• Op-Ed

    U.S.–Russia Tensions Calming in Syria, but Still Simmering Well Beyond

    While the proxy war in Syria does hold the potential for a clash between U.S. and Russian forces, it is only one of several theaters in which a larger conflict between the two countries is playing out.

    • Carnegie.ru Commentary

    Sanctions and Retaliation: Where Russia-U.S. Relations Are Headed

    Many more Russian oligarchs, bureaucrats, companies, and businesses can expect to appear on future U.S. sanctions lists. Russia, not seeing an immediate catastrophic effect, will respond to new sanctions by searching for more enemies within and ramping up anti-American propaganda. The United States, which loses nothing from this policy, isn’t likely to initiate change, so it will be up to the Kremlin to change its approach—before it’s too late.

    • Op-Ed

    US Hybrid War Arrives to Replace Cold War

    The One World of Pax Americana that has existed since the end of the Cold War is already history. US global dominance is still in place, but the peace has been shattered again. The new era is not a replay of the 20th century contest. It may be equally dangerous, but in its own way.

    • Op-Ed

    The New Cold War Is Boiling Over in Syria

    Policymakers need to learn from their military subordinates: They should keep their heads cool and think of the consequences of their actions, both intended and unintended.

    • Carnegie.ru Commentary

    Nothing to Discuss: Munich Conference Highlights Russia-West Stalemate

    The Russian authorities refrain from engaging with the West’s military and political intellectual elite at the Munich Security Conference and similar forums because they’re convinced that the Russophobe audiences there will never change their minds. This belief is more a reflection of the Russian political system, in which the government doesn’t really consider expert and public opinion when formulating its foreign policy. This approach is to a large extent responsible for the miscalculations and errors that led to the current situation in Russia’s relations with the West.

    • Carnegie.ru Commentary

    A Historical Interlocutor: How Willing is Italy to Support Russia?

    Virtually all of Italy’s political forces want to increase cooperation with Russia. But the Kremlin would be unwise to read too much into this. Rome values preserving mutual understanding with the European Union and the United States over advocating for lifting sanctions. A positive relationship with Italy is an important asset for Russian foreign policy, but it isn’t a game-changer.

    • Op-Ed

    Dynamism Hallmark of China-Russia Relations

    China and Russia have been cooperating closely over the past three decades. But since the Ukraine crisis, the process has become more dynamic. Moscow and Beijing are now coordinating their policies on a wider range of issues.

    • Op-Ed

    China, Russia Indispensable in NK Nuke Issue

    With US-Russian relations already confrontational and Sino-US relations becoming visibly more tense, the context for major power interaction on the North Korean nuclear issue has substantially changed from what it was only five years ago.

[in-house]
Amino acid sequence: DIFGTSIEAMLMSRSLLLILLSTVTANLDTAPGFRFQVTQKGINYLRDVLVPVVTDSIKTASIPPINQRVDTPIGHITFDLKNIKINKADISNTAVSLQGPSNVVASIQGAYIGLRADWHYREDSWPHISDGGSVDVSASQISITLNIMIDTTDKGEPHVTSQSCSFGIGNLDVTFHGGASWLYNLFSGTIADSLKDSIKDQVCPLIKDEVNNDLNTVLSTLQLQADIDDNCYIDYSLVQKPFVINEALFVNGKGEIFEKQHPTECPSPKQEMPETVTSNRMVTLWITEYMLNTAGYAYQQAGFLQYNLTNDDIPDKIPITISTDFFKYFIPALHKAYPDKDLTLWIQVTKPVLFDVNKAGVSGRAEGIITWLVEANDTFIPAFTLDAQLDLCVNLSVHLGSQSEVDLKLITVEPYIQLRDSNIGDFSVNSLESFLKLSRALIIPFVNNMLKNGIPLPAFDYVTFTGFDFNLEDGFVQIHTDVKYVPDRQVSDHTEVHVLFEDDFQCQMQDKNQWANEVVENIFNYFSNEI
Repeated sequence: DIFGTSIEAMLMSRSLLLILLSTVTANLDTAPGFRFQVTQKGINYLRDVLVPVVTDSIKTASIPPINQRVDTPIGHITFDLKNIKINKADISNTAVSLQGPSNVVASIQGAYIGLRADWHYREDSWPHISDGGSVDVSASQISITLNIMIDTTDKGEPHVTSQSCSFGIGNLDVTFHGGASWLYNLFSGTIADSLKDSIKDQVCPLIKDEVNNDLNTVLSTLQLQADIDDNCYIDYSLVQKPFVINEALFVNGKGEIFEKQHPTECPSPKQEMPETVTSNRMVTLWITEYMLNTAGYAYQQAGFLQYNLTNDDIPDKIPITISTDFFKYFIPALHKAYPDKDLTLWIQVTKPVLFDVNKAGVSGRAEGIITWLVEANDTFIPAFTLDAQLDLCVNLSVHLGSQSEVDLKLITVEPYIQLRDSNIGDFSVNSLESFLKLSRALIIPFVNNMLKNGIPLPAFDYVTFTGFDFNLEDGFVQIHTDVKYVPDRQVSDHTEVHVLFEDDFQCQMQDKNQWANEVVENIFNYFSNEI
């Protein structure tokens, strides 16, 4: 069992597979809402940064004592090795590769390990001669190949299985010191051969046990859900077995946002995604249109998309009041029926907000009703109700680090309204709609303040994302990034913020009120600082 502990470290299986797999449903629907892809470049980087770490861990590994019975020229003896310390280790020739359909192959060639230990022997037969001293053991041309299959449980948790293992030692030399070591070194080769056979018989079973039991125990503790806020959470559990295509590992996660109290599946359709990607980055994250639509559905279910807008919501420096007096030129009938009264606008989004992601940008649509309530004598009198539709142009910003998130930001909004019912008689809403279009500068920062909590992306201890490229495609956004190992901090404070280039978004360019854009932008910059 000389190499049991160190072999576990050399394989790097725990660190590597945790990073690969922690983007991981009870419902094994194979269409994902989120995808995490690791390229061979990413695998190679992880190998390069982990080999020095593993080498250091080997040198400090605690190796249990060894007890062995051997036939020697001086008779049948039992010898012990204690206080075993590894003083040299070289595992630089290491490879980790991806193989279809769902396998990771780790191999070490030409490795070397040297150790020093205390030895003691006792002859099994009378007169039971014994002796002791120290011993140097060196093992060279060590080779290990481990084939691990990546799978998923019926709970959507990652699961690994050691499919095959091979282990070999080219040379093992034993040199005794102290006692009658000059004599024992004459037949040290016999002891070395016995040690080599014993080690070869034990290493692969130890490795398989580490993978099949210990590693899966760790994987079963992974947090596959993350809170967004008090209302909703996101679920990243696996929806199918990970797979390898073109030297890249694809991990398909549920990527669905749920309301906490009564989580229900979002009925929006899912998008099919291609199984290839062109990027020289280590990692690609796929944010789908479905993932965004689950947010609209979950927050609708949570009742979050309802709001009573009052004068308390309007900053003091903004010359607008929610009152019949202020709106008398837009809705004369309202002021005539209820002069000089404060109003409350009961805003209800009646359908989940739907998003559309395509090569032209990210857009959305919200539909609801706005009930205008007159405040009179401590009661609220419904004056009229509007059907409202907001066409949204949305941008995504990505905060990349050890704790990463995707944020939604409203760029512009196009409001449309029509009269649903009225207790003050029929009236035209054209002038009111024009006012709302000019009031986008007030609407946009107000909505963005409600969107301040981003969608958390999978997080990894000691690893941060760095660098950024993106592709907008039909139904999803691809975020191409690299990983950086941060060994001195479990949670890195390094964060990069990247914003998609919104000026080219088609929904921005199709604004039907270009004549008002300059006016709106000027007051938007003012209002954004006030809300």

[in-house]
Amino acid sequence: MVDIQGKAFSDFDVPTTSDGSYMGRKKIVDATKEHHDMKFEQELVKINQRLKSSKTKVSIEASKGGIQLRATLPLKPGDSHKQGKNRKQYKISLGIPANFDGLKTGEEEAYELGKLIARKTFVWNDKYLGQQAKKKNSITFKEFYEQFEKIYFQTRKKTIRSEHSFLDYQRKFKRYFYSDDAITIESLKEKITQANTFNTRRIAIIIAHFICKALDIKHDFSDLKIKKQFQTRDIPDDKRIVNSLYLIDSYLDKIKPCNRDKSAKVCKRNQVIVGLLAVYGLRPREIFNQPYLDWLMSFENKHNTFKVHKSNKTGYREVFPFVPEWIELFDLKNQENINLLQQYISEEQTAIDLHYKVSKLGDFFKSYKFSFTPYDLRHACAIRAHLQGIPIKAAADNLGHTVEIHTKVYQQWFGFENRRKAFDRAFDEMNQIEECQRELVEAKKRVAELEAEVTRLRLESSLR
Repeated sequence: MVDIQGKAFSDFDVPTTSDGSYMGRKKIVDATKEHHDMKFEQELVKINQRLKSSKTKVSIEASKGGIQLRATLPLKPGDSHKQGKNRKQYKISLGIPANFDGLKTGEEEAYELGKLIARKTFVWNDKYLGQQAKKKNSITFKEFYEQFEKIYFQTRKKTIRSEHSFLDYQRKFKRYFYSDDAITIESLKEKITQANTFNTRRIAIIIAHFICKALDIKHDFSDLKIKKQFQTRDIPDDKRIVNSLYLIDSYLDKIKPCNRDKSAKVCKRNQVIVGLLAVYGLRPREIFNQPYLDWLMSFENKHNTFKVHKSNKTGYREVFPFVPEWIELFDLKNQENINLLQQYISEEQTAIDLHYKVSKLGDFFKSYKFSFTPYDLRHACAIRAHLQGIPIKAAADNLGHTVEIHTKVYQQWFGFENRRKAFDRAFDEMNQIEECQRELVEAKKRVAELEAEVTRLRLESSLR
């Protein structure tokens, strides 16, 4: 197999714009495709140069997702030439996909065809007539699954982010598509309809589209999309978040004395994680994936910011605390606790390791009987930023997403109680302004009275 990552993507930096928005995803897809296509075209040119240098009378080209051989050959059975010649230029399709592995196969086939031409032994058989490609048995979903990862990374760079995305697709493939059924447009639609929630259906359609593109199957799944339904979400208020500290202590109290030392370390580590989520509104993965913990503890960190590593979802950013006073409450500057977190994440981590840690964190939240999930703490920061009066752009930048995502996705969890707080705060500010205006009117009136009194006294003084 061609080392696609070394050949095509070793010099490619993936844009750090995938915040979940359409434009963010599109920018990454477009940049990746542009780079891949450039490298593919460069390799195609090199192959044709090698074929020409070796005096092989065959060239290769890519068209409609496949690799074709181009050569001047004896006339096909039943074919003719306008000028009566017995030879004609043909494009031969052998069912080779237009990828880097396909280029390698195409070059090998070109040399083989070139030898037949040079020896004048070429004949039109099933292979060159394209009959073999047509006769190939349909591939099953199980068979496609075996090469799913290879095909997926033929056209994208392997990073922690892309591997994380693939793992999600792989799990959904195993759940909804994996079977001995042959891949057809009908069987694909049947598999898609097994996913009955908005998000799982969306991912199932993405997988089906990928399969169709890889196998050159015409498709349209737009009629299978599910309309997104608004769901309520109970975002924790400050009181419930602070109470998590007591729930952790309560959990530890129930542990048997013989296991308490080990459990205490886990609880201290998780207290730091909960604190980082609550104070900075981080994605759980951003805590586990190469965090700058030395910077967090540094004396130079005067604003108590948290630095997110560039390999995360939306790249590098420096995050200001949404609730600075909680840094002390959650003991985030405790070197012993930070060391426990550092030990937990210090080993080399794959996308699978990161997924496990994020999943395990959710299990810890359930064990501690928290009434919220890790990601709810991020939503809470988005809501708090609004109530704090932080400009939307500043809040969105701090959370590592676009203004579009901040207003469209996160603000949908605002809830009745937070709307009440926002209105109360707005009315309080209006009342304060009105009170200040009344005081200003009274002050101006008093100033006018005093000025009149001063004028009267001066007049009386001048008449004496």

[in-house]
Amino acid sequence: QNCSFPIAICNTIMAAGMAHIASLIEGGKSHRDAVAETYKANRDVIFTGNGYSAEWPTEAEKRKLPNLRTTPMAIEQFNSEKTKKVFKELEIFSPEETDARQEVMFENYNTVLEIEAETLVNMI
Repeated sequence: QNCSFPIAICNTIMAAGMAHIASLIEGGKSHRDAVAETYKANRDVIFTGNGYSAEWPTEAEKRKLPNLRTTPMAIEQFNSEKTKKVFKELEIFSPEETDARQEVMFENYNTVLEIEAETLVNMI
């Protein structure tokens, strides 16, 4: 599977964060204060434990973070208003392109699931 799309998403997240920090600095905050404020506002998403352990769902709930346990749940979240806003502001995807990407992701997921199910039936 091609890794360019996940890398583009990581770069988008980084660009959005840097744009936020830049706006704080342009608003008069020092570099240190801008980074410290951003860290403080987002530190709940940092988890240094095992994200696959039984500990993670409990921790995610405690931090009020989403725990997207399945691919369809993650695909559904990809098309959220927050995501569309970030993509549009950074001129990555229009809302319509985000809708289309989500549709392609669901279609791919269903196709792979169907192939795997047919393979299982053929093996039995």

• Carnegie.ru Commentary

    A Hi-Tech Russian Doll: Putin’s Fourth-Term Reboot

    Putin’s goal is now neither to recreate the USSR, nor to become part of the West. Rather, the ambition is to build an economic and technological “West” inside Russia, while continuing an aggressive posture towards the West on the outside.

    • Carnegie.ru Commentary

    Saving the INF Treaty

    Washington has accused Moscow of violating the INF Treaty. The Kremlin has threatened to withdraw. Without new agreements and measures to ensure compliance with INF amid changing technological and political realities, arms control is in trouble.

Carnegie Experts on
New Cold War

  • expert thumbnail - Baunov
    Alexander Baunov
    Senior Fellow
    Editor in Chief of Carnegie.ru
    Moscow Center
    Baunov is a senior fellow at the Carnegie Moscow Center and editor in chief of Carnegie.ru.
  • expert thumbnail - Dvorkin
    Vladimir Dvorkin
    Major General Dvorkin (retired) is a chief researcher at the Center for International Security at the Institute of World Economy and International Relations.
  • expert thumbnail - Gabuev
    Alexander Gabuev
    Senior Fellow and Chair
    Russia in the Asia-Pacific Program
    Moscow Center
    Gabuev is a senior fellow and the chair of the Russia in the Asia-Pacific Program at the Carnegie Moscow Center.
  • expert thumbnail - Kolesnikov
    Andrei Kolesnikov
    Senior Fellow and Chair
    Russian Domestic Politics and Political Institutions Program
    Moscow Center
    Kolesnikov is a senior fellow and the chair of the Russian Domestic Politics and Political Institutions Program at the Carnegie Moscow Center.
  • expert thumbnail - Movchan
    Andrey Movchan
    Senior Fellow and Director
    Economic Policy Program
    Moscow Center
    Movchan is a senior fellow and director of the Economic Policy Program at the Carnegie Moscow Center.
  • expert thumbnail - Trenin
    Dmitri Trenin
    Director
    Moscow Center
    Trenin, director of the Carnegie Moscow Center, has been with the center since its inception. He also chairs the research council and the Foreign and Security Policy Program.

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